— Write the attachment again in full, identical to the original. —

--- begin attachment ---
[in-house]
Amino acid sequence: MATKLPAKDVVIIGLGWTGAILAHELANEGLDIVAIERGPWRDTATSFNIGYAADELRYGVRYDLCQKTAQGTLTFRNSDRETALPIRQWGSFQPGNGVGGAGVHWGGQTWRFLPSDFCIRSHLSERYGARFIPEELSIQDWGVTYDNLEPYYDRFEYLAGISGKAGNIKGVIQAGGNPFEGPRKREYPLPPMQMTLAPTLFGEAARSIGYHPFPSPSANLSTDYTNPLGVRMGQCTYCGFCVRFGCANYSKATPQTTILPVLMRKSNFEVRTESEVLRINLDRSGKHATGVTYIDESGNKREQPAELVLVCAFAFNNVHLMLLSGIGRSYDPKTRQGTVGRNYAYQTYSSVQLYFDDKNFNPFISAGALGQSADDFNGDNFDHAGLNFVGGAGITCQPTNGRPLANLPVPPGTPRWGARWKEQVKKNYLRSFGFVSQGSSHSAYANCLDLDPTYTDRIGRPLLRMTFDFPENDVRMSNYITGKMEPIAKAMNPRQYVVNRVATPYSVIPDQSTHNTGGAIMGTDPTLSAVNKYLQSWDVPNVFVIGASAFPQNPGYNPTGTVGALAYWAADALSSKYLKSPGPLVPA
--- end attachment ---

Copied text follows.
[in-house]
Amino acid sequence: MATKLPAKDVVIIGLGWTGAILAHELANEGLDIVAIERGPWRDTATSFNIGYAADELRYGVRYDLCQKTAQGTLTFRNSDRETALPIRQWGSFQPGNGVGGAGVHWGGQTWRFLPSDFCIRSHLSERYGARFIPEELSIQDWGVTYDNLEPYYDRFEYLAGISGKAGNIKGVIQAGGNPFEGPRKREYPLPPMQMTLAPTLFGEAARSIGYHPFPSPSANLSTDYTNPLGVRMGQCTYCGFCVRFGCANYSKATPQTTILPVLMRKSNFEVRTESEVLRINLDRSGKHATGVTYIDESGNKREQPAELVLVCAFAFNNVHLMLLSGIGRSYDPKTRQGTVGRNYAYQTYSSVQLYFDDKNFNPFISAGALGQSADDFNGDNFDHAGLNFVGGAGITCQPTNGRPLANLPVPPGTPRWGARWKEQVKKNYLRSFGFVSQGSSHSAYANCLDLDPTYTDRIGRPLLRMTFDFPENDVRMSNYITGKMEPIAKAMNPRQYVVNRVATPYSVIPDQSTHNTGGAIMGTDPTLSAVNKYLQSWDVPNVFVIGASAFPQNPGYNPTGTVGALAYWAADALSSKYLKSPGPLVPA